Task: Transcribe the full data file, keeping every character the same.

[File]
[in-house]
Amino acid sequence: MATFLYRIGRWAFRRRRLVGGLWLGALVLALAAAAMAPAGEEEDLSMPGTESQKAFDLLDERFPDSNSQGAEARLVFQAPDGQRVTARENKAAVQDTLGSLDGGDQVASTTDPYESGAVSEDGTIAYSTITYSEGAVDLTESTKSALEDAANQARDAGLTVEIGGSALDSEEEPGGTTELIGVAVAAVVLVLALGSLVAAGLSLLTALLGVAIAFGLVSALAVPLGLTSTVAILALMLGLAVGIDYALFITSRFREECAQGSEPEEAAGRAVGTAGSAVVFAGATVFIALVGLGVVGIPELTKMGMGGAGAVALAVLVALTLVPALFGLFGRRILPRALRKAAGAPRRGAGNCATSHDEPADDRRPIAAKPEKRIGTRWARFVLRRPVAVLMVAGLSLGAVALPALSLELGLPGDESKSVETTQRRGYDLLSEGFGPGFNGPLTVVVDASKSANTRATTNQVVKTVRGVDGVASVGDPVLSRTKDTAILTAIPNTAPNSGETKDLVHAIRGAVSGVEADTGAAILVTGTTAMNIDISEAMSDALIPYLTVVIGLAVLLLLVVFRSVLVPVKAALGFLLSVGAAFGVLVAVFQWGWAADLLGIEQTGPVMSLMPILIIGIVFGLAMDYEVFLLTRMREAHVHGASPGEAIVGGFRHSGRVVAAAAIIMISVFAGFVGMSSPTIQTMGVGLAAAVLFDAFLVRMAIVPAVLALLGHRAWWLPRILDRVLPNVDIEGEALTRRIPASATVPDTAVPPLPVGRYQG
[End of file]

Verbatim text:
[in-house]
Amino acid sequence: MATFLYRIGRWAFRRRRLVGGLWLGALVLALAAAAMAPAGEEEDLSMPGTESQKAFDLLDERFPDSNSQGAEARLVFQAPDGQRVTARENKAAVQDTLGSLDGGDQVASTTDPYESGAVSEDGTIAYSTITYSEGAVDLTESTKSALEDAANQARDAGLTVEIGGSALDSEEEPGGTTELIGVAVAAVVLVLALGSLVAAGLSLLTALLGVAIAFGLVSALAVPLGLTSTVAILALMLGLAVGIDYALFITSRFREECAQGSEPEEAAGRAVGTAGSAVVFAGATVFIALVGLGVVGIPELTKMGMGGAGAVALAVLVALTLVPALFGLFGRRILPRALRKAAGAPRRGAGNCATSHDEPADDRRPIAAKPEKRIGTRWARFVLRRPVAVLMVAGLSLGAVALPALSLELGLPGDESKSVETTQRRGYDLLSEGFGPGFNGPLTVVVDASKSANTRATTNQVVKTVRGVDGVASVGDPVLSRTKDTAILTAIPNTAPNSGETKDLVHAIRGAVSGVEADTGAAILVTGTTAMNIDISEAMSDALIPYLTVVIGLAVLLLLVVFRSVLVPVKAALGFLLSVGAAFGVLVAVFQWGWAADLLGIEQTGPVMSLMPILIIGIVFGLAMDYEVFLLTRMREAHVHGASPGEAIVGGFRHSGRVVAAAAIIMISVFAGFVGMSSPTIQTMGVGLAAAVLFDAFLVRMAIVPAVLALLGHRAWWLPRILDRVLPNVDIEGEALTRRIPASATVPDTAVPPLPVGRYQG